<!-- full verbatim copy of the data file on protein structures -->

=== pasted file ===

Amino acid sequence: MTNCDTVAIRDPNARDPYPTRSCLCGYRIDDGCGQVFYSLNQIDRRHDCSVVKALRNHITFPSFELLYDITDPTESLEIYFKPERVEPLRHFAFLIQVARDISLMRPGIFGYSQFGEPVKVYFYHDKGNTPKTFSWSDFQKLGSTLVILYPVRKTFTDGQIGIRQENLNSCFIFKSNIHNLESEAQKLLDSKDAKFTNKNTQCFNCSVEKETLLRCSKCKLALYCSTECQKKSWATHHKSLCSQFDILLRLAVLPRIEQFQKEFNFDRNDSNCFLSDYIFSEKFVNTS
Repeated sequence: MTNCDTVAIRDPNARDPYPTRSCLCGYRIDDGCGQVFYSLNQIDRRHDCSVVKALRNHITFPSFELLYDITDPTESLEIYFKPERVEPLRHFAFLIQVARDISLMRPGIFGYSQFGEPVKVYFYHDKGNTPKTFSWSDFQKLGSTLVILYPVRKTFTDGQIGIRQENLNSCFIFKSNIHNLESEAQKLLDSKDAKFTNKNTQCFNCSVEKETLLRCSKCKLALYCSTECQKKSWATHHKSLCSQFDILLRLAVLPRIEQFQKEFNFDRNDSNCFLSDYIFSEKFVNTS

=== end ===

Amino acid sequence: MTNCDTVAIRDPNARDPYPTRSCLCGYRIDDGCGQVFYSLNQIDRRHDCSVVKALRNHITFPSFELLYDITDPTESLEIYFKPERVEPLRHFAFLIQVARDISLMRPGIFGYSQFGEPVKVYFYHDKGNTPKTFSWSDFQKLGSTLVILYPVRKTFTDGQIGIRQENLNSCFIFKSNIHNLESEAQKLLDSKDAKFTNKNTQCFNCSVEKETLLRCSKCKLALYCSTECQKKSWATHHKSLCSQFDILLRLAVLPRIEQFQKEFNFDRNDSNCFLSDYIFSEKFVNTS
Repeated sequence: MTNCDTVAIRDPNARDPYPTRSCLCGYRIDDGCGQVFYSLNQIDRRHDCSVVKALRNHITFPSFELLYDITDPTESLEIYFKPERVEPLRHFAFLIQVARDISLMRPGIFGYSQFGEPVKVYFYHDKGNTPKTFSWSDFQKLGSTLVILYPVRKTFTDGQIGIRQENLNSCFIFKSNIHNLESEAQKLLDSKDAKFTNKNTQCFNCSVEKETLLRCSKCKLALYCSTECQKKSWATHHKSLCSQFDILLRLAVLPRIEQFQKEFNFDRNDSNCFLSDYIFSEKFVNTS